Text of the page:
Advisor: Professor Kyle Jurado | JEL Codes: G24; G31; G32
By Sonia Maria Hernandez
Microfinance is the practice of extending small collateral-free loans to underserved populations in developing areas with no access to credit. The Village Savings and Loan Association (VSLA) randomized access to microfinance treatment for women in rural areas of Uganda and tracked outcomes through surveys. This research determines the impact of microfinance by analyzing outcomes over five dimensions of women’s empowerment, including decision making power, community participation, business outcomes, emotional wellness, and beliefs about women. The strongest results showed that access to the VSLA program empowered women in terms of business outcomes and decision-making power. This leads to the conclusion that microfinance can more easily impact how a woman behaves within the household than change how a woman behaves within the community.
Advisors: Professor Kent Kimbrough, Professor Lori Leachman | JEL Codes: O1, O12, O35
By David Blauser Henderson
Adult height is often used to evaluate standards of living experienced in childhood, as it is highly dependent on early-life nutrition (Komlos and Baten, 1998). I employ adult height data collected by the Russian Longitudinal Monitoring Survey (RLMS) to measure well-being among the population of the USSR during two periods of Stalinist repression: The Great Terror from 1937- 1938, and dekulakization, which led directly to the Great Famine of 1932-1933. Heights are normalized by gender and birth year using data from the Survey of Health, Ageing, and Retirement in Europe. I find that both the Great Terror and Great Famine had significant negative impacts on health. In particular, I find the impact of famine on adult height was greatest for those of low socioeconomic status and those born in rural areas. The Great Terror, however, primarily impacted the health of those of high socioeconomic status, those born in urban areas, and those born in areas that were heavily targeted by repression campaigns.
Advisors: Professor Charles Becker, Professor Michelle Connolly | JEL Codes: N5, N54, I15
ICT Behavior at the Periphery: Exploring the Social Effect of the Digital Divide through Interest in Video Streaming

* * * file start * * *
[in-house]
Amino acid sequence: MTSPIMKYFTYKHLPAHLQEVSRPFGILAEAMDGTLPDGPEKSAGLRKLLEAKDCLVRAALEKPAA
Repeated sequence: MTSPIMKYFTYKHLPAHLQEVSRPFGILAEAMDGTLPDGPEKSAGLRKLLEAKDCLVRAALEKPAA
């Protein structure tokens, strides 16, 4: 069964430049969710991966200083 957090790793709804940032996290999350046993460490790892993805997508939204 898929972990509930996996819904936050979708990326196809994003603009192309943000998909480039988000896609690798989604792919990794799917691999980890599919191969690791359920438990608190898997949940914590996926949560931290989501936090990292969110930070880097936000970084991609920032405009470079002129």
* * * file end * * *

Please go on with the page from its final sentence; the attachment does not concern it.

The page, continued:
By Erik W. Hanson and Justin C. LoTurco
We investigate the factors that influence changes in consumer behavior with regard to video streaming. We focus our analysis on the effect of bandwidth impairment to explore a potential consequence of the digital divide. To measure the change in relative popularity of video streaming services, we use Google Trends data as a proxy. We then investigate whether broadband speed improvements in rural vs. urban regions affect the proxy differently. We find that increasing the broadband speeds in rural regions appears to stimulate greater interest in video streaming than equivalent speed increases in urban regions.
Advisors: Professor Michelle Connolly, Professor Grace Kim | JEL Codes: C33; J11; L96
By Jacob Graber-Lipperman
The thesis explores the increasing success of non-original films distributed through traditional theatrical releases, and asks whether new distributors, such as Netflix, may serve as better platforms for original content. A dataset incorporating the top 100 highest-grossing films at the domestic box office each year from 2000 to 2018, as well as a smaller subset including 82 titles distributed by Netlix, was utilized to investigate these issues. The results confirm non-original content has performed increasingly well over time for theatrical releases, especially within the past four years, while original content has performed poorly, especially during this recent time period. Additionally, the research suggests the stark difference in performance observed for non-original and original content in traditional distribution models may not appear for titles released through the newer streaming platforms. This paper thus hopes to motivate future study into the effect of streaming platforms on consumer purchasing behavior of films as new distribution technology within the movie industry continues to proliferate.
Advisor: Professor Kent Kimbrough | JEL Codes: D1, D10, D19